View an animated map showing key events of the Holocaust, the persecution and murder of 6 million Jews by the Nazi regime and its allies and collaborators.
The postwar movement of about 250,000 mainly eastern European Jewish survivors to displaced persons camps and to the West, with the goal of reaching Palestine, was known as the "Brihah" ("flight"). Here, Jewish refugees cross illegally into Italy, probably to charter a ship to sail to Palestine. The British restricted Jewish immigration into Palestine and deported "illegal" immigrants to detention camps in Cyprus.
At Babyn Yar in late September 1941, SS and German police units and their auxiliaries perpetrated one of the largest massacres of World War II.
Under the protection of the Bielski partisan group, founded by brothers Tuvia, Asael, and Zus, over 1,200 Jews survived after fleeing into forests in western Belarus.
The Warsaw ghetto uprising was the largest, symbolically most important Jewish uprising, and first urban uprising in German-occupied Europe.
Explore a timeline of key events related to the Protocols of the Elders of Zion, the most notorious and widely distributed antisemitic publication of modern times.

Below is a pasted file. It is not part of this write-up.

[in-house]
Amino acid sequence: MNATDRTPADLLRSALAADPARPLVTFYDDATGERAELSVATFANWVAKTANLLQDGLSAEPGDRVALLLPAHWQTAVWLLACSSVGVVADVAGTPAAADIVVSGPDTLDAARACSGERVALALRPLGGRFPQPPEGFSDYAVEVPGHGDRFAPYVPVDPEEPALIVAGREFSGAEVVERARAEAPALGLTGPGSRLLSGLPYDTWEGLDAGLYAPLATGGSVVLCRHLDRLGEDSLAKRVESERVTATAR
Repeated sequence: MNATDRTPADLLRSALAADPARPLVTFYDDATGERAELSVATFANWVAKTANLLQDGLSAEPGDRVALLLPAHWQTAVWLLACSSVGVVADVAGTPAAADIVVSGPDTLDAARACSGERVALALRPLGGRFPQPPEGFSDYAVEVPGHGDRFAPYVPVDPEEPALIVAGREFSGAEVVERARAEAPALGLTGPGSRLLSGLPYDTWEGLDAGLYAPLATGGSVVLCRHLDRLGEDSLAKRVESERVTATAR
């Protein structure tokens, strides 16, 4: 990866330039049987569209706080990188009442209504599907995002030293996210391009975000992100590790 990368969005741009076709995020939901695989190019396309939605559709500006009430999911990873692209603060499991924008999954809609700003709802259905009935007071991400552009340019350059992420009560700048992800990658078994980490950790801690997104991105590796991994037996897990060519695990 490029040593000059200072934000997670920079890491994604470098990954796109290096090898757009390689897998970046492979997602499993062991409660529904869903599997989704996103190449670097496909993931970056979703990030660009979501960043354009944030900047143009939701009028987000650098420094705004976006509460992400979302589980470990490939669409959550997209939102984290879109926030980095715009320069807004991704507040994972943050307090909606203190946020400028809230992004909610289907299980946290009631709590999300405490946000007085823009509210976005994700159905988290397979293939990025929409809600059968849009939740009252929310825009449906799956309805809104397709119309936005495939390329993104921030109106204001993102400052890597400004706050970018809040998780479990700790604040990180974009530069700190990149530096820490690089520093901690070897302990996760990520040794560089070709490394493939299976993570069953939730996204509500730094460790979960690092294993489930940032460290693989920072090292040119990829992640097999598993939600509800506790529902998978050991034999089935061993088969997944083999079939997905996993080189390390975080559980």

Key dates in the use of the term genocide as part of the political, legal, and ethical vocabulary of responding to widespread threats of violence against groups.
Efforts to bring the perpetrators of Nazi-era crimes to justice continue into the 21st century. Learn more about postwar trials and their legacies.
This casting of a gas chamber door in the Majdanek camp, near Lublin, Poland, was commissioned by the United States Holocaust Memorial Museum. Each gas chamber in Majdanek was fitted with an airtight metal door and was bolted shut before gas entered the chamber inside. SS guards could observe the killing process through peepholes in the upper center of the door.
The International Military Tribunal (IMT) opened in Nuremberg within months of Germany’s surrender. Learn about the judges, defendants, charges, and legacies.
We would like to thank Crown Family Philanthropies and the Abe and Ida Cooper Foundation for supporting the ongoing work to create content and resources for the Holocaust Encyclopedia. View the list of all donors.